Then, Glenn pulls out a couple of post-it notes with a 2 and a 3 on them which he hides behind his back and shuffles before showing the contestants which podiums they will be at.

    • #13
    • March 27, 2020, at 11:28 AM PDT
    • 2 likes
  14. Shawn Buell, Jeopardy Champ! Contributor

    Lois Lane (View Comment):

    Whether or not you got a thematic series of questions related to it, was there a particular topic that you hoped would be in the game before you arrived? (Like… do you have a subject that really floats your boat like 18th century composers or weapons that start with the letter A or Civil War generals with side whiskers?)

    I wanted questions about Civil Engineering and trading card games named “Magic: the Gathering.”

    In all seriousness however, my strengths lie in the physical sciences, (obv) history, geography, sports (relative to other competitors) and various pop culture subjects.

    Subjects which are verboten? Fine arts and other frou frou stuff like opera, poetry or Russian authors. Word play (a staple of Jeopardy) is also somewhat sketchy for me.

    But the great equalizer in my opinion is the fact that you are up there with that button in your hand and it’s like hanging on to a live wire feeding you adrenaline. The experience itself was like a blur in my memory, and certain aspects of it will jump out at times, but the competitive aspect of the game is both raw and overwhelming for a not-insignificant number of contestants.

    • #14
    • March 27, 2020, at 11:35 AM PDT
    • 6 likes
    • This comment has been edited.
  15. Shawn Buell, Jeopardy Champ! Contributor

    Hammer, The (View Comment):

    So what I want is a special edition of some podcast (any podcast), where @troysenik and @majestyk discuss their experiences. Furthermore, I want there to be a challenge, whereby each are asked trivia questions and pitted against one another in the ultimate battle of Ricochet Jeopardy alum.

    I’ve got this. Also: I know what GM is, so I have that going for me.

    • #15
    • March 27, 2020, at 11:41 AM PDT
    • 1 like
    • This comment has been edited.
  16. Hoyacon Member

    Basic Q.

    Is there a “lag” with the buzzer (would be consistent for all)? Was there a time where you thought that you’d been first but were not? I’m not sure how many close calls there actually are because, obviously, the first to buzz cuts off others.

    • #16
    • March 27, 2020, at 11:43 AM PDT
    • 3 likes
  17. Shawn Buell, Jeopardy Champ! Contributor

    Hoyacon (View Comment):

    Basic Q.

    Is there a “lag” with the buzzer (would be consistent for all)? Was there a time where you thought that you’d been first but were not? I’m not sure how many close calls there actually are because, obviously, the first to buzz cuts off others.

    I did a bunch of reading about this beforehand. Next time you watch Jeopardy, pay close attention to the right and left edges of the game board. You don’t see this during the televised show, but there are light bars there which turn on to let the contestants know that they can ring in.

    There is an actual human being in charge of engaging the button system which only happens once Alex is through reading the question, so timing up the cadence of Alex’s voice is a more important skill than waiting for the lights, which I found to be difficult to time vs. his voice.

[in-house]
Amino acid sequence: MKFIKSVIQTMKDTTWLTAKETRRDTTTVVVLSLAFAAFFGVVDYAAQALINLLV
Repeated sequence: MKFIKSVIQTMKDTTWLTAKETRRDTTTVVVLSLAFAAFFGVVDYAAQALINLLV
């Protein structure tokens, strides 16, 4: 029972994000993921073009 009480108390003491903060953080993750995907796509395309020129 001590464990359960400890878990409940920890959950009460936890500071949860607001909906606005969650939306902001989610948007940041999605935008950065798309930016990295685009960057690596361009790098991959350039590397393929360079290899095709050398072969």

But be cautious: If you ring in too early you get locked out for 1/4 second! So, being early is great, but not too early.

    • #17
    • March 27, 2020, at 11:48 AM PDT
    • 4 likes
  18. Shawn Buell, Jeopardy Champ! Contributor

    What I found worked well for me was to read the question on my own, and if I knew the answer lie in wait to spring on the button once Alex was through reading. You’re pretty far from the game board, but not so far that you can’t see and read what’s up there.

    • #18
    • March 27, 2020, at 11:51 AM PDT
    • 6 likes
  19. Hoyacon Member

    Shawn Buell, Jeopardy Contesta… (View Comment):

    What I found worked well for me was to read the question on my own, and if I knew the answer lie in wait to spring on the button once Alex was through reading. You’re pretty far from the game board, but not so far that you can’t see and read what’s up there.

    That sounds really important to me, particularly in a close match. I’m not sure it would help one to beat that Las Vegas guy who seemed to know everything during his run, but it would help.

    Also strategy-wise, it was clear to me that the above-mentioned guy (no need to comment on him if prohibited) had calculated, as a gambler, that your odds were substantially improved by answering the higher value questions first (going in descending order). In other words, the difference in difficulty from low to high is not as great as the difference in money value (i.e., $1000 question is not 5 times more difficult that $200 question).

    • #19
    • March 27, 2020, at 12:17 PM PDT
    • 2 likes
  20. Shawn Buell, Jeopardy Champ! Contributor

    Hoyacon (View Comment):

    That sounds really important to me, particularly in a close match. I’m not sure it would help one to beat that Las Vegas guy who seemed to know everything during his run, but it would help.

    Also strategy-wise, it was clear to me that the above-mentioned guy (no need to comment on him if prohibited) had calculated, as a gambler, that your odds were substantially improved by answering the higher value questions first (going in descending order). In other words, the difference in difficulty from low to high is not as great as the difference in money value (i.e., $1000 question is not 5 times more difficult that $200 question).

    Guys like James Holzhauer and Ken Jennings have several advantages. Being incredibly smart is a pretty big advantage on its own, but once you’ve gotten past the first game a defending champion has probably mastered both the button AND their nerves. No small feat.

    Going in, you would figure the challengers each have a slightly less than 1/3 chance of winning for this reason, even if this were a perfectly random event. Everybody there – and I mean everybody – is generally very smart, but smart in “non-overlapping magisteria” so category tends to matter in terms of outcomes a great deal. But the advantage gained by returning players over challengers is significant.